By TIM HULL OF COURTHOUSE NEWS SERVICE 15 August 2013
(CN) – A Shell drilling ship need not face federal air quality standards while it explores the Beaufort Sea off Alaska’s North Slope, the 9th Circuit ruled Thursday.
A host of environmental groups, including the Center for Biological Diversity and the Natural Resources Defense Council, had challenged a permit that the Environmental Protection Agency reasonably granted Shell Offshore in 2011, allowing the Kulluk ship to “construct, operate, and conduct ‘pollutant emitting activities'” in the Beaufort Sea.
The groups specifically objected to the EPA’s refusal to require Shell to monitor “increment standards” to ensure overall air quality within the Kulluk’s zone of influence during “preconstruction” activities. Under the agency’s Prevention of Significant Deterioration program, an increment “is a measure of how much of a pollutant can be added to the ambient air before the air quality will significantly deteriorate.”
Another element that drew protest from the groups was the permit’s exemption of a 500-meter radius surrounding the vessel from ambient air quality standards.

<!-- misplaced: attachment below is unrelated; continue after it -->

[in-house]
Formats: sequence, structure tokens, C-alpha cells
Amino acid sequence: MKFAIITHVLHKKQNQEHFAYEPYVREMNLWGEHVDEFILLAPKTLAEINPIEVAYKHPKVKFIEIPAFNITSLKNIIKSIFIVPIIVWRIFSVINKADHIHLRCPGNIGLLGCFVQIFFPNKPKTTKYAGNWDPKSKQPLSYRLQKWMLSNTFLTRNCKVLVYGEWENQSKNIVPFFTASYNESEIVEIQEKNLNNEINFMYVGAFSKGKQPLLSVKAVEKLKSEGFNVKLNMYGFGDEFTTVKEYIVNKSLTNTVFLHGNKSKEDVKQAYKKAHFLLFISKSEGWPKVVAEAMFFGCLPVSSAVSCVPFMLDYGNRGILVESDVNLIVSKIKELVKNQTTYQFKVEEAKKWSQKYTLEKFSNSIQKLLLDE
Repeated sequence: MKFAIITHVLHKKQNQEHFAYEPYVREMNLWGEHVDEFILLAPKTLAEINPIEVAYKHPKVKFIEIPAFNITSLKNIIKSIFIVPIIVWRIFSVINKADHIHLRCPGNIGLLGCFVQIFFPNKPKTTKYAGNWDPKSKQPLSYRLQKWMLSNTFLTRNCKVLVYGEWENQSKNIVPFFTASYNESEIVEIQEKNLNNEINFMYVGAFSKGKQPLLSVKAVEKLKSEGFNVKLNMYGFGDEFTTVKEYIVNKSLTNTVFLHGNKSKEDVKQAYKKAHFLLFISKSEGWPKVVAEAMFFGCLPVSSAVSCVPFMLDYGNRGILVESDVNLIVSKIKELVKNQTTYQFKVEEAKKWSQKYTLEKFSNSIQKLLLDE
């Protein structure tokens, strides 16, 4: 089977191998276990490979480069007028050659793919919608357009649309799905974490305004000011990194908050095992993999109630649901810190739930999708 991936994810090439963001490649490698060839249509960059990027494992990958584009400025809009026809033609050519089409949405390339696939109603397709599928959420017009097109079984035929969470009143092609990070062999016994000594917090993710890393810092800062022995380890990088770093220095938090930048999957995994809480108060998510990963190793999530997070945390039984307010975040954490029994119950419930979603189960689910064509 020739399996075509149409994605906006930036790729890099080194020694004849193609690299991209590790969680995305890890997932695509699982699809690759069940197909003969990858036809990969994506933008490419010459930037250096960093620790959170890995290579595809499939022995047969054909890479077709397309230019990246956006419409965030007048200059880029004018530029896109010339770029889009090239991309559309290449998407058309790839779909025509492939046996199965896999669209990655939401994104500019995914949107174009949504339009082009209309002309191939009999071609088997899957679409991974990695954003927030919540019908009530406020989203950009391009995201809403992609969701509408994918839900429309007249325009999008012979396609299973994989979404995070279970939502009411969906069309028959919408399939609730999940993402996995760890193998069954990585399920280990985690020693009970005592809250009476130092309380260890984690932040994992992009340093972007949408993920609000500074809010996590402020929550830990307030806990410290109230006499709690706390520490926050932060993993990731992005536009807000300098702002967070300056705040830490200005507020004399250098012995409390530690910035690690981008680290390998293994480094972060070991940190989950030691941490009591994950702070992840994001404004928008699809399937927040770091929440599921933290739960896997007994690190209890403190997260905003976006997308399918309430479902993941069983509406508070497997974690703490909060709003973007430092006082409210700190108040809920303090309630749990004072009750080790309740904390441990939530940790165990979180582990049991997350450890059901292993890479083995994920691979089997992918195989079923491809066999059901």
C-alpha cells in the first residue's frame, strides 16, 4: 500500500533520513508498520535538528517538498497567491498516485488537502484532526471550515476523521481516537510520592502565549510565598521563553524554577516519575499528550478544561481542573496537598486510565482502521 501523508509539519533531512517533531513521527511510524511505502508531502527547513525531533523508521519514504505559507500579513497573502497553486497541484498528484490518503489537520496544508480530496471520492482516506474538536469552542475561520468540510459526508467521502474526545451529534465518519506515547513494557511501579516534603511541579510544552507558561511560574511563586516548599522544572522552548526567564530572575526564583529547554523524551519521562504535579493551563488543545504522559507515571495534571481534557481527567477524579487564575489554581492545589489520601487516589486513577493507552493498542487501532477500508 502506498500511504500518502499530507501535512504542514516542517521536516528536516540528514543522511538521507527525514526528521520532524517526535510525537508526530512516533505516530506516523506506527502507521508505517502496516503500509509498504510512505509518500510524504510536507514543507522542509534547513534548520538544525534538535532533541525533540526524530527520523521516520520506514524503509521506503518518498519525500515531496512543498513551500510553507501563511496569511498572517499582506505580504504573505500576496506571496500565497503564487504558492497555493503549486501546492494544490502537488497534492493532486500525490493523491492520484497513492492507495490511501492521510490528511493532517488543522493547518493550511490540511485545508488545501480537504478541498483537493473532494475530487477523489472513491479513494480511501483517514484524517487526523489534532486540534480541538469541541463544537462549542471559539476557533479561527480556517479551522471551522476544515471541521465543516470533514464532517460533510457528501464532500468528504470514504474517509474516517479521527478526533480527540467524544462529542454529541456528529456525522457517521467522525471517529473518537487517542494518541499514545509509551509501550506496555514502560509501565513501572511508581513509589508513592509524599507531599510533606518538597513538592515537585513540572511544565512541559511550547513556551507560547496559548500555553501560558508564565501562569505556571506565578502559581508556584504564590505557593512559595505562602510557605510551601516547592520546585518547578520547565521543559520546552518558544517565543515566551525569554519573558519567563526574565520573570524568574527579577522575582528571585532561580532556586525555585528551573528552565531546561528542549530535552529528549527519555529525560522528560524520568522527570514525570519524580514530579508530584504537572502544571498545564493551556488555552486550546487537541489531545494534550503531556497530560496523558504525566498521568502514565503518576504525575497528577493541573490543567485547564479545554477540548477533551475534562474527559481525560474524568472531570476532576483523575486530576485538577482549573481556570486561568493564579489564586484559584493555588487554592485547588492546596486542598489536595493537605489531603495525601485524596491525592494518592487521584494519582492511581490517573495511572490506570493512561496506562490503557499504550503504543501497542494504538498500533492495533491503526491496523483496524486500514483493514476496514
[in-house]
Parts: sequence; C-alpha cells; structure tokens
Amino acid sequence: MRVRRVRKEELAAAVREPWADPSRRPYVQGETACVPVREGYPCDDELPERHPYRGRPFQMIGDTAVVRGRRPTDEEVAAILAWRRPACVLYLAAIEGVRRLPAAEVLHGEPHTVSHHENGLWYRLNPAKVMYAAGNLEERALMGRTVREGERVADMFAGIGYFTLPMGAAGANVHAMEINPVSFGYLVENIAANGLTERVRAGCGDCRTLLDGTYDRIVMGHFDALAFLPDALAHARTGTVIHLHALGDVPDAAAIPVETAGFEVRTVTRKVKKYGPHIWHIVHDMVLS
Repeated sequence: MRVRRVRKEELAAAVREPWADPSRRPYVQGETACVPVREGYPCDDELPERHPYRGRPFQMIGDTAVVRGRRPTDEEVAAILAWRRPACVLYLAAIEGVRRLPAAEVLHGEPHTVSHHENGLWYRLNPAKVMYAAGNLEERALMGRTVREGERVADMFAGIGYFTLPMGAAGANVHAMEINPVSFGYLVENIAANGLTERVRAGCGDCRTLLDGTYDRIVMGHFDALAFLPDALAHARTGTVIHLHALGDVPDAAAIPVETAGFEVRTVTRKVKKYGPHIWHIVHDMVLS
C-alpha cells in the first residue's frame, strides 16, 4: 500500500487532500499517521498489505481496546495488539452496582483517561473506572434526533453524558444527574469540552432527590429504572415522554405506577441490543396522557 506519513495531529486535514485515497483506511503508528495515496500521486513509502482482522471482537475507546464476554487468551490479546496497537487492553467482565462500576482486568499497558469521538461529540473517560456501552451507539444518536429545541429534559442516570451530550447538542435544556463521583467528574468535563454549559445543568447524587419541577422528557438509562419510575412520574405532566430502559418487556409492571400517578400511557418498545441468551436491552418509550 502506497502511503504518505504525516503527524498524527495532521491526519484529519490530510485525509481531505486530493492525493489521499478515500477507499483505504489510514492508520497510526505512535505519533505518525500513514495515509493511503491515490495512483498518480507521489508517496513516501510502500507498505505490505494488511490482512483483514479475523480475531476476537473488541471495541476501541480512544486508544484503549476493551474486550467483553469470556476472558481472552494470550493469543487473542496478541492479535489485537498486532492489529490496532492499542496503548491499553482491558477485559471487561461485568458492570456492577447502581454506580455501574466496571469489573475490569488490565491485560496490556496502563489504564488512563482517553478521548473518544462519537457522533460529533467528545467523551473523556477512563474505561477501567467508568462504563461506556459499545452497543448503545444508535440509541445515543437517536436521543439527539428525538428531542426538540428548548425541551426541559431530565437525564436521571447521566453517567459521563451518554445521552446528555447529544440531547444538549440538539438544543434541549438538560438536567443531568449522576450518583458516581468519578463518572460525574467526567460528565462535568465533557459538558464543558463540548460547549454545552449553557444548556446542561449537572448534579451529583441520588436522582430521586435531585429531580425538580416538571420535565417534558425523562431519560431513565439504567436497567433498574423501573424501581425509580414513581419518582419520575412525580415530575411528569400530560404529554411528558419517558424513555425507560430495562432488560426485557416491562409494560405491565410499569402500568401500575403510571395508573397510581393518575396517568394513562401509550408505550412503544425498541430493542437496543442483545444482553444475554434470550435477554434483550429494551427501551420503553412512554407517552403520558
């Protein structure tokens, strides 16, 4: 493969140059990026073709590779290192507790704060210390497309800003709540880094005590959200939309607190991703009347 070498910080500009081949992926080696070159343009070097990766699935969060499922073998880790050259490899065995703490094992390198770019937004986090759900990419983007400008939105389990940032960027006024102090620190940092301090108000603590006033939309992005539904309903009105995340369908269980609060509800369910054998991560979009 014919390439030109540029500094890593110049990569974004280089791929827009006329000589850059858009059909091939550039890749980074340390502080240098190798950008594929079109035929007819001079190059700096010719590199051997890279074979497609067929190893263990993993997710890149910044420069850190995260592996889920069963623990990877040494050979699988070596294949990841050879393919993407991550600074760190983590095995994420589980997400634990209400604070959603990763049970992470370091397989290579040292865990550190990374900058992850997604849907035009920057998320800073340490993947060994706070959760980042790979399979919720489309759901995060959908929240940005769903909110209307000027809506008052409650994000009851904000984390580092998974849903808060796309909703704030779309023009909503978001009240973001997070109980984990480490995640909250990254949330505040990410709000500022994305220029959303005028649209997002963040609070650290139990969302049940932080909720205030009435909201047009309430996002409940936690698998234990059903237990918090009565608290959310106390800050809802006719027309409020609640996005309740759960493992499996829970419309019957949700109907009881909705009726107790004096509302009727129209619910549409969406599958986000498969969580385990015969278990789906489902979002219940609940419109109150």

The agency’s Environmental Appeals Board (EAB) rejected both claims, finding that increment analysis is not required for such “temporary sources” of emissions.
Giving the EPA wide deference, a unanimous federal appeals panel affirmed Thursday. The three-judge panel found the federal statute governing air quality permits for temporary sources of emissions to be ambiguous and accepted the agency’s reading.
As for the ambient air quality exemption, the Anchorage-based appeals panel noted that it had decided a nearly identical case while the present appeal waited in line. In December’s REDOIL v. EPA, which involved many of the same plaintiffs and a similar challenge to permits issued to Shell’s drillship Discoverer, the 9th Circuit also bent to the agency and found the exemption “a permissible interpretation of its ambient air regulation and earlier letter ruling.”
“The EAB reasonably concluded that Shell need not analyze the Kulluk’s potential impact on increment before obtaining an oil exploration permit,” Judge N.R. Smith wrote for the panel.
“Similarly,” he added, “as we held in REDOIL, the EPA permissibly granted a 500-meter exemption to the Kulluk from ‘ambient air’ standards.”